(H17, R23, T37, T46, S47, A55, F57, T69, V71, R73 and
D75) were observed in this Kid-inhibitor interaction study.
Interestingly, the catalytic acid R73 only shows a perturba-
tion upon addition of 2’:3’-cUMP, and the catalytic base
D75 only when 2’:3’-cUMP or 5’-CMP is added. Clearly,
the cleavage product 2’:3’-cUMP shows the strongest inter-
actions with the RNA binding pocket and catalytic residues
of Kid. Since 2’:3’-cUMP also inhibits the endoribonuclease
activity of the toxin, it appears to be the most promising lead
for designing an effective regulator of Kid activity in both
prokaryotic and eukaryotic cells.
THE MazF-MazE SYSTEM
are chromosomal homologues of Kid and Kis, respectively.
They are encoded by the E. coli mazEF locus (‘ma-ze’ is
Hebrew for ‘what is it?’) and are also known as ChpAK re-
spectively ChpAI [6,31,32]. Sixty-six other chromosomal
mazEF loci have been identified in both gram-negative and
gram-positive organisms. Publications include the charac-
terisation of homologous TA systems in Bacillus subtilis
[71,72], Streptococcus mutans  and M. tuberculosis .
The toxin MazF (12.0 kD) and antitoxin MazE (9.3 kD)
Structures and Interactions
shown in Fig. 1. In this structure, the two proteins form a
linear heterohexamer made up by alternating toxin and anti-
toxin homodimers (MazF2-MazE2-MazF2) . The overall
structure of MazF resembles that of its plasmid-encoded
homologue, Kid. The MazE homodimer contains an N-
terminal intertwined ?-barrel and two mainly unfolded C-
terminal tails that are each bound to a MazF dimer interface,
thereby mediating the main interactions between MazE and
MazF [38,39]. The TA complex has been shown to autoregu-
late mazEF expression via binding of the DNA by the N-
terminal domain of MazE [50,53]. During steady state, the
antitoxin is degraded by the protease ClpAP (caseinolytic
protease AP) , while during amino acid starvation Lon-
dependent activation of transcription of mazEF was observed
The structure of the complex of MazF and MazE is
Mode of Action of the MazF Toxin
mRNAs and blocks protein synthesis, a blockage which is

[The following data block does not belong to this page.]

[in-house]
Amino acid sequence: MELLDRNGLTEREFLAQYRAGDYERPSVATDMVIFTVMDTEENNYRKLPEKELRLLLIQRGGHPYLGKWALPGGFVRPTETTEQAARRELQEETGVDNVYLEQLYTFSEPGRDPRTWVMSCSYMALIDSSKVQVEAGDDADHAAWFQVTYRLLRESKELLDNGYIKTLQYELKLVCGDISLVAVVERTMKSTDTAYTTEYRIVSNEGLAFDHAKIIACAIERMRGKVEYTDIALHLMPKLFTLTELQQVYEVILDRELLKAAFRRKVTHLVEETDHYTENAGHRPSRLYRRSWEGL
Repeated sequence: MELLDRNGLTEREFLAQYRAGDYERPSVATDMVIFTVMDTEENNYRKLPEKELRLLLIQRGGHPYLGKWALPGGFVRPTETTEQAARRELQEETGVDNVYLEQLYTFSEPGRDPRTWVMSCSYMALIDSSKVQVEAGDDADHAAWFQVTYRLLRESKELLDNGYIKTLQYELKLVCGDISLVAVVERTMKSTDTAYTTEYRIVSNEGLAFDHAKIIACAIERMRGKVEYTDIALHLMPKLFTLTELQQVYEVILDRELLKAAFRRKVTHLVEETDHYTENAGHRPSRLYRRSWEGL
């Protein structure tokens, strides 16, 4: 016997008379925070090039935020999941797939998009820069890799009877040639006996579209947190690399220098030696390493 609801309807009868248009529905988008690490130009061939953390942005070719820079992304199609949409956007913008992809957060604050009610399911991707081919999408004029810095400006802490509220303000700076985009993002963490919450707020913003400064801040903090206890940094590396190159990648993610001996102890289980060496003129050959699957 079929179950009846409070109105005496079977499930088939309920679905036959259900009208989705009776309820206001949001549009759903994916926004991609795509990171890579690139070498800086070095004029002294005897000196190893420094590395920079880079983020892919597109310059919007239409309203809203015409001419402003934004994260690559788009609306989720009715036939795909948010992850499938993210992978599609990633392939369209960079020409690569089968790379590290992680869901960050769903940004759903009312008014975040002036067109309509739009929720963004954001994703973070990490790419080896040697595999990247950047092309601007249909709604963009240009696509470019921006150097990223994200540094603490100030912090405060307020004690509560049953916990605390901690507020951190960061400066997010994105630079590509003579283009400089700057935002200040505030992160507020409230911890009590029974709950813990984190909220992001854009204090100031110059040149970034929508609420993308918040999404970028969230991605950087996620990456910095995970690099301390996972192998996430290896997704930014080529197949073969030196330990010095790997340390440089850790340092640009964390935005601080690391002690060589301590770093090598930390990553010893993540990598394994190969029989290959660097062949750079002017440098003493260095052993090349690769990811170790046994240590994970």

counteracted by tmRNA . Like Kid, MazF has been
shown to inhibit protein synthesis in cell extracts and act as
an endoribonuclease able to cleave RNA in the absence of
ribosomes in vitro [77-79]. This toxin was reported either to
cleave XACA sequences at the 5’ end of ACA yielding a
2’:3’-cyclic phosphate at one side and a free 5’-OH group at
the other side [77,78], or to cleave at the 5’ end of residue A
in NAC sites (where N is U or A) . The 2’-hydroxyl
group of de nucleotide preceding the adenosine was shown
to be essential for RNA cleavage . As for Kid, the pre-
cise nature of the MazF substrate is subject to discussion. It
could be only single-stranded mRNAs [77,78], or alterna-
tively, all cellular RNAs including both single- and double-
stranded RNA . Ikura and co-workers used a single-
stranded DNA fragment in a NMR titration experiment to
It was demonstrated that MazF cleaves translated
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118 Protein & Peptide Letters, 2007, Vol. 14, No. 2 Kamphuis et al.
Figure 3. Overlapping antitoxin and RNA binding sites of Kid. a) Kid-Kis interactions mapped on a ribbon representations of the hexameric
Kid2-Kis2-Kid2 model. The Kid-Kis hexamer is shown in two shades of grey. Kid residues affected by the addition of Kis are depicted in red,
with light to dark red representing a mild to strong effect. Kid exists as a symmetric dimer and therefore two sets of originally identical resi-
dues can be distinguished. For clarity, however, only one of those sets is coloured red on each dimer. Kis residues affected by Kid binding are
shown in yellow (first monomer) and blue (second monomer). The four interaction sites and the loop between ?-strands 1 and 2, comprising
residues S10 to G21, are indicated. b) Kid residues affected by the addition of Kis mapped in red on a ribbon representation of the crystal
structure of the Kid dimer (PDB: 1M1F). The colour coding is equal to Figure a. c) Kid residues affected by the addition of AdUACA